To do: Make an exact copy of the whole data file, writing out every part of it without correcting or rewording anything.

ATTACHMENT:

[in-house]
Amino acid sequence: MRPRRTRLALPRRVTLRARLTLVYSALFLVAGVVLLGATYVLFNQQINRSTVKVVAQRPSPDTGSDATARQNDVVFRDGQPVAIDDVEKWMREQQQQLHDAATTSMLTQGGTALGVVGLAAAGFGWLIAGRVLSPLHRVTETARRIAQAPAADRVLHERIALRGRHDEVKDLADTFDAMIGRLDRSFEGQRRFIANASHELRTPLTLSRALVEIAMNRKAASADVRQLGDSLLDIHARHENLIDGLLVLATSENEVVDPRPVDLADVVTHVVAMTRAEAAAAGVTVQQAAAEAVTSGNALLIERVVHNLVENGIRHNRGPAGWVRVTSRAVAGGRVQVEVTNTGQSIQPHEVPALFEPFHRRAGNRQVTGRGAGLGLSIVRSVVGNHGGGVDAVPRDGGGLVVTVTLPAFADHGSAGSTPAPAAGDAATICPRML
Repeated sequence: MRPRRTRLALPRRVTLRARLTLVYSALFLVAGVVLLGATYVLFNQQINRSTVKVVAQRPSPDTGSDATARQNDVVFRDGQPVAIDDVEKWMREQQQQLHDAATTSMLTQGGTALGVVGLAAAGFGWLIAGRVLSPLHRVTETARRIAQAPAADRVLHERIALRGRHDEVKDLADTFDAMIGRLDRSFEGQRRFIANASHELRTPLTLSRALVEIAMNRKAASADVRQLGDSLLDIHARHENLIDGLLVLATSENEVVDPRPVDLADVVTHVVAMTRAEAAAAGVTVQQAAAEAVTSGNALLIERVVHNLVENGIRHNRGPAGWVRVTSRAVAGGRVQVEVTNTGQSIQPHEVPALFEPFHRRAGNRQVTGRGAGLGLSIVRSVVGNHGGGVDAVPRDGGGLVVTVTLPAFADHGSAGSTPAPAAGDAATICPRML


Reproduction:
[in-house]
Amino acid sequence: MRPRRTRLALPRRVTLRARLTLVYSALFLVAGVVLLGATYVLFNQQINRSTVKVVAQRPSPDTGSDATARQNDVVFRDGQPVAIDDVEKWMREQQQQLHDAATTSMLTQGGTALGVVGLAAAGFGWLIAGRVLSPLHRVTETARRIAQAPAADRVLHERIALRGRHDEVKDLADTFDAMIGRLDRSFEGQRRFIANASHELRTPLTLSRALVEIAMNRKAASADVRQLGDSLLDIHARHENLIDGLLVLATSENEVVDPRPVDLADVVTHVVAMTRAEAAAAGVTVQQAAAEAVTSGNALLIERVVHNLVENGIRHNRGPAGWVRVTSRAVAGGRVQVEVTNTGQSIQPHEVPALFEPFHRRAGNRQVTGRGAGLGLSIVRSVVGNHGGGVDAVPRDGGGLVVTVTLPAFADHGSAGSTPAPAAGDAATICPRML
Repeated sequence: MRPRRTRLALPRRVTLRARLTLVYSALFLVAGVVLLGATYVLFNQQINRSTVKVVAQRPSPDTGSDATARQNDVVFRDGQPVAIDDVEKWMREQQQQLHDAATTSMLTQGGTALGVVGLAAAGFGWLIAGRVLSPLHRVTETARRIAQAPAADRVLHERIALRGRHDEVKDLADTFDAMIGRLDRSFEGQRRFIANASHELRTPLTLSRALVEIAMNRKAASADVRQLGDSLLDIHARHENLIDGLLVLATSENEVVDPRPVDLADVVTHVVAMTRAEAAAAGVTVQQAAAEAVTSGNALLIERVVHNLVENGIRHNRGPAGWVRVTSRAVAGGRVQVEVTNTGQSIQPHEVPALFEPFHRRAGNRQVTGRGAGLGLSIVRSVVGNHGGGVDAVPRDGGGLVVTVTLPAFADHGSAGSTPAPAAGDAATICPRML